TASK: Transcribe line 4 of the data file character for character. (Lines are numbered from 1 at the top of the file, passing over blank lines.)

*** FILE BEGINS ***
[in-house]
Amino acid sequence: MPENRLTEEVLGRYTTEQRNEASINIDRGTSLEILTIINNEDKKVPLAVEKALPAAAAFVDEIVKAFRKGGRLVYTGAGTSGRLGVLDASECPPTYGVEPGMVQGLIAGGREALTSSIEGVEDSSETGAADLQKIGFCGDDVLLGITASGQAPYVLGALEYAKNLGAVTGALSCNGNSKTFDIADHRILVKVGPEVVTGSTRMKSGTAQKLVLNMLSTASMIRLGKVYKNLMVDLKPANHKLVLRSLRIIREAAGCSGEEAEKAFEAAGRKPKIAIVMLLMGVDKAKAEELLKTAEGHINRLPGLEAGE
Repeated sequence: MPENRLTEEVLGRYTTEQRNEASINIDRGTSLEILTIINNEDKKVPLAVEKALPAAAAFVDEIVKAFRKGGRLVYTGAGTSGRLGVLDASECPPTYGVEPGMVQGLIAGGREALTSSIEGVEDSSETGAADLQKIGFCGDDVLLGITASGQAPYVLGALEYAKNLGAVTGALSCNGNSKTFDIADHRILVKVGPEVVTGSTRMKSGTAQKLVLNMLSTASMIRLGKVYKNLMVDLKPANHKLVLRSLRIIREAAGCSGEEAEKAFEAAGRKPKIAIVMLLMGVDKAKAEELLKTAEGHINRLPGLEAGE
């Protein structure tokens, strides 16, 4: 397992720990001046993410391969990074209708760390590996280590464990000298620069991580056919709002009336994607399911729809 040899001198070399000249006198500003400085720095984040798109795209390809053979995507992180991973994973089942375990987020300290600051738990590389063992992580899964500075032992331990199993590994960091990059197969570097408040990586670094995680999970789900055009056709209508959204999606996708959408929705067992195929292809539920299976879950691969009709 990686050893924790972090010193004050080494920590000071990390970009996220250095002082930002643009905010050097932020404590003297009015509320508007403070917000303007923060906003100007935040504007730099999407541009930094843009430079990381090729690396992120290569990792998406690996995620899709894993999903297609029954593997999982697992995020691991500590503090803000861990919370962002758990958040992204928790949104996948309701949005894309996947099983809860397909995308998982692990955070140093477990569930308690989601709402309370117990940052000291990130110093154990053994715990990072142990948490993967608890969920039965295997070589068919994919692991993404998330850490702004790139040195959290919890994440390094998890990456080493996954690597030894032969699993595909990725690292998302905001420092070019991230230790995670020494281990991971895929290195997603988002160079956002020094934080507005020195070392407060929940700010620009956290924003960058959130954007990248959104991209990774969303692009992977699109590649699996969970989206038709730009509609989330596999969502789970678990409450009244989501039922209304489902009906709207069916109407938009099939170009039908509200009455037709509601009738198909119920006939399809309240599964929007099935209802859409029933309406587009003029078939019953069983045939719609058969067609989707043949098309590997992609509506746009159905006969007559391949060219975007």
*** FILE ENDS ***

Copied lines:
């Protein structure tokens, strides 16, 4: 397992720990001046993410391969990074209708760390590996280590464990000298620069991580056919709002009336994607399911729809 040899001198070399000249006198500003400085720095984040798109795209390809053979995507992180991973994973089942375990987020300290600051738990590389063992992580899964500075032992331990199993590994960091990059197969570097408040990586670094995680999970789900055009056709209508959204999606996708959408929705067992195929292809539920299976879950691969009709 990686050893924790972090010193004050080494920590000071990390970009996220250095002082930002643009905010050097932020404590003297009015509320508007403070917000303007923060906003100007935040504007730099999407541009930094843009430079990381090729690396992120290569990792998406690996995620899709894993999903297609029954593997999982697992995020691991500590503090803000861990919370962002758990958040992204928790949104996948309701949005894309996947099983809860397909995308998982692990955070140093477990569930308690989601709402309370117990940052000291990130110093154990053994715990990072142990948490993967608890969920039965295997070589068919994919692991993404998330850490702004790139040195959290919890994440390094998890990456080493996954690597030894032969699993595909990725690292998302905001420092070019991230230790995670020494281990991971895929290195997603988002160079956002020094934080507005020195070392407060929940700010620009956290924003960058959130954007990248959104991209990774969303692009992977699109590649699996969970989206038709730009509609989330596999969502789970678990409450009244989501039922209304489902009906709207069916109407938009099939170009039908509200009455037709509601009738198909119920006939399809309240599964929007099935209802859409029933309406587009003029078939019953069983045939719609058969067609989707043949098309590997992609509506746009159905006969007559391949060219975007």